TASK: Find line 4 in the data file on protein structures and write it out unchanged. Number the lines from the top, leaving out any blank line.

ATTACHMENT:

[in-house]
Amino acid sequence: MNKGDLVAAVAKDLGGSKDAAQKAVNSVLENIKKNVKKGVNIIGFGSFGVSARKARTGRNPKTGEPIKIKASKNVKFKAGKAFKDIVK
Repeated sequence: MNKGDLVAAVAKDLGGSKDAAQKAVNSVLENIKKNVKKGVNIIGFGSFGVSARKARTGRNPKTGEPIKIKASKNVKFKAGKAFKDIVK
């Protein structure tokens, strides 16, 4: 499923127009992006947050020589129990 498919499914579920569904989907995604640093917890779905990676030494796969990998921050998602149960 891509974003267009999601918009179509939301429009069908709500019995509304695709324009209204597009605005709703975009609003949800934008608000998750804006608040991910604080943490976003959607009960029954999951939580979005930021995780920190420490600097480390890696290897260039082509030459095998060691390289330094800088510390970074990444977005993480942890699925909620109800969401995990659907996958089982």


């Protein structure tokens, strides 16, 4: 499923127009992006947050020589129990 498919499914579920569904989907995604640093917890779905990676030494796969990998921050998602149960 891509974003267009999601918009179509939301429009069908709500019995509304695709324009209204597009605005709703975009609003949800934008608000998750804006608040991910604080943490976003959607009960029954999951939580979005930021995780920190420490600097480390890696290897260039082509030459095998060691390289330094800088510390970074990444977005993480942890699925909620109800969401995990659907996958089982």